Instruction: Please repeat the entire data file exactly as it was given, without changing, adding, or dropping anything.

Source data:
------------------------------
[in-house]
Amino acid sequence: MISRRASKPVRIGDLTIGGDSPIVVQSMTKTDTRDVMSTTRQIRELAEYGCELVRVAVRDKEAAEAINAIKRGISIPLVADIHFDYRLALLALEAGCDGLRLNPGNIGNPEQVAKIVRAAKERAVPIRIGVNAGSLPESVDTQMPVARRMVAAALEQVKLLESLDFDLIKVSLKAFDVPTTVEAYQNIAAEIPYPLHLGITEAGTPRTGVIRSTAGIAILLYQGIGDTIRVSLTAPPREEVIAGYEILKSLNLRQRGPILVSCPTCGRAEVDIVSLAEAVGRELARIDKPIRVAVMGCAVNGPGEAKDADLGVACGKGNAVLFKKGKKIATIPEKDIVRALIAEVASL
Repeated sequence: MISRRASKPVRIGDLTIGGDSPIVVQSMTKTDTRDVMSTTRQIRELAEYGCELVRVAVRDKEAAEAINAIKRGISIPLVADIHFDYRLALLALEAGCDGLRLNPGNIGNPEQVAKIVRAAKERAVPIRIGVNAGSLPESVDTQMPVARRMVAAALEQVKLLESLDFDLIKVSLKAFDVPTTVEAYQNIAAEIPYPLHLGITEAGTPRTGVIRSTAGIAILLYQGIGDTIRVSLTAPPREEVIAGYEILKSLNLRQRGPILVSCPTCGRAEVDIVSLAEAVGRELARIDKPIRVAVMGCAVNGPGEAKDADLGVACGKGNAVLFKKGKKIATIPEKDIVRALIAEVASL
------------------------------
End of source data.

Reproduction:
[in-house]
Amino acid sequence: MISRRASKPVRIGDLTIGGDSPIVVQSMTKTDTRDVMSTTRQIRELAEYGCELVRVAVRDKEAAEAINAIKRGISIPLVADIHFDYRLALLALEAGCDGLRLNPGNIGNPEQVAKIVRAAKERAVPIRIGVNAGSLPESVDTQMPVARRMVAAALEQVKLLESLDFDLIKVSLKAFDVPTTVEAYQNIAAEIPYPLHLGITEAGTPRTGVIRSTAGIAILLYQGIGDTIRVSLTAPPREEVIAGYEILKSLNLRQRGPILVSCPTCGRAEVDIVSLAEAVGRELARIDKPIRVAVMGCAVNGPGEAKDADLGVACGKGNAVLFKKGKKIATIPEKDIVRALIAEVASL
Repeated sequence: MISRRASKPVRIGDLTIGGDSPIVVQSMTKTDTRDVMSTTRQIRELAEYGCELVRVAVRDKEAAEAINAIKRGISIPLVADIHFDYRLALLALEAGCDGLRLNPGNIGNPEQVAKIVRAAKERAVPIRIGVNAGSLPESVDTQMPVARRMVAAALEQVKLLESLDFDLIKVSLKAFDVPTTVEAYQNIAAEIPYPLHLGITEAGTPRTGVIRSTAGIAILLYQGIGDTIRVSLTAPPREEVIAGYEILKSLNLRQRGPILVSCPTCGRAEVDIVSLAEAVGRELARIDKPIRVAVMGCAVNGPGEAKDADLGVACGKGNAVLFKKGKKIATIPEKDIVRALIAEVASL